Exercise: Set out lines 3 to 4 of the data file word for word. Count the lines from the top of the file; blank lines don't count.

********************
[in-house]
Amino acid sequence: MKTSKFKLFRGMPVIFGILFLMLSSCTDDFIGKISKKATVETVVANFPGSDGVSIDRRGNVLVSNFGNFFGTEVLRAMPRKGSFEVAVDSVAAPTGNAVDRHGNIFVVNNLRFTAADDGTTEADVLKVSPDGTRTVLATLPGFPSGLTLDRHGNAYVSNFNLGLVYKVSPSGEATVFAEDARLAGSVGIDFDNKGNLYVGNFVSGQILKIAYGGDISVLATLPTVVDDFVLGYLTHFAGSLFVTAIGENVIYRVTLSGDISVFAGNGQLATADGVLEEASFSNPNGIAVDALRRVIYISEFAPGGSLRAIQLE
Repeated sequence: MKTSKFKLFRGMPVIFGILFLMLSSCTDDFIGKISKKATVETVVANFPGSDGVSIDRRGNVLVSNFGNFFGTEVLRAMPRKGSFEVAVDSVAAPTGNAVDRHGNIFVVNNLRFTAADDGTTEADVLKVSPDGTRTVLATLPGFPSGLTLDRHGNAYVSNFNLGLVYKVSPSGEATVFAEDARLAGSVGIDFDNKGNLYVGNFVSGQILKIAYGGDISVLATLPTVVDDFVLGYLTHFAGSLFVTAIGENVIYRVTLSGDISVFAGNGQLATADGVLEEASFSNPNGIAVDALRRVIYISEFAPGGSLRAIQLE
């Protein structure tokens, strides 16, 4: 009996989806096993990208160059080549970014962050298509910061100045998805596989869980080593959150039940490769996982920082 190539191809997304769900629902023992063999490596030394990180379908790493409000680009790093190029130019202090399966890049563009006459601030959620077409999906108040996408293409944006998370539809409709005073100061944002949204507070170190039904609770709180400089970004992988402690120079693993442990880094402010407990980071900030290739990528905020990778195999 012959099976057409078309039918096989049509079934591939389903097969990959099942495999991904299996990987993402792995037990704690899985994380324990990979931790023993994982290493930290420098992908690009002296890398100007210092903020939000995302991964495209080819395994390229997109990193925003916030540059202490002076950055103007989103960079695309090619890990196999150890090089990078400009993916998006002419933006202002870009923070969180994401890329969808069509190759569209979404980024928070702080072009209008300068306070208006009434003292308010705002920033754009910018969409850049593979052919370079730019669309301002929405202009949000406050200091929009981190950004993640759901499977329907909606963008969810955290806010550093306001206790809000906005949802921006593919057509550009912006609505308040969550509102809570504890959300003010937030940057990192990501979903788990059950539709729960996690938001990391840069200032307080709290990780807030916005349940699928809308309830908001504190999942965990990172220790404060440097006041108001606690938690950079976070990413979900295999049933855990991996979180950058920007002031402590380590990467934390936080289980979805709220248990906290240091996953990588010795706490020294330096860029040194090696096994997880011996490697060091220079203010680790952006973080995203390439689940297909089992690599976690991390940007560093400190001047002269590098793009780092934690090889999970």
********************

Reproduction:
Repeated sequence: MKTSKFKLFRGMPVIFGILFLMLSSCTDDFIGKISKKATVETVVANFPGSDGVSIDRRGNVLVSNFGNFFGTEVLRAMPRKGSFEVAVDSVAAPTGNAVDRHGNIFVVNNLRFTAADDGTTEADVLKVSPDGTRTVLATLPGFPSGLTLDRHGNAYVSNFNLGLVYKVSPSGEATVFAEDARLAGSVGIDFDNKGNLYVGNFVSGQILKIAYGGDISVLATLPTVVDDFVLGYLTHFAGSLFVTAIGENVIYRVTLSGDISVFAGNGQLATADGVLEEASFSNPNGIAVDALRRVIYISEFAPGGSLRAIQLE
């Protein structure tokens, strides 16, 4: 009996989806096993990208160059080549970014962050298509910061100045998805596989869980080593959150039940490769996982920082 190539191809997304769900629902023992063999490596030394990180379908790493409000680009790093190029130019202090399966890049563009006459601030959620077409999906108040996408293409944006998370539809409709005073100061944002949204507070170190039904609770709180400089970004992988402690120079693993442990880094402010407990980071900030290739990528905020990778195999 012959099976057409078309039918096989049509079934591939389903097969990959099942495999991904299996990987993402792995037990704690899985994380324990990979931790023993994982290493930290420098992908690009002296890398100007210092903020939000995302991964495209080819395994390229997109990193925003916030540059202490002076950055103007989103960079695309090619890990196999150890090089990078400009993916998006002419933006202002870009923070969180994401890329969808069509190759569209979404980024928070702080072009209008300068306070208006009434003292308010705002920033754009910018969409850049593979052919370079730019669309301002929405202009949000406050200091929009981190950004993640759901499977329907909606963008969810955290806010550093306001206790809000906005949802921006593919057509550009912006609505308040969550509102809570504890959300003010937030940057990192990501979903788990059950539709729960996690938001990391840069200032307080709290990780807030916005349940699928809308309830908001504190999942965990990172220790404060440097006041108001606690938690950079976070990413979900295999049933855990991996979180950058920007002031402590380590990467934390936080289980979805709220248990906290240091996953990588010795706490020294330096860029040194090696096994997880011996490697060091220079203010680790952006973080995203390439689940297909089992690599976690991390940007560093400190001047002269590098793009780092934690090889999970």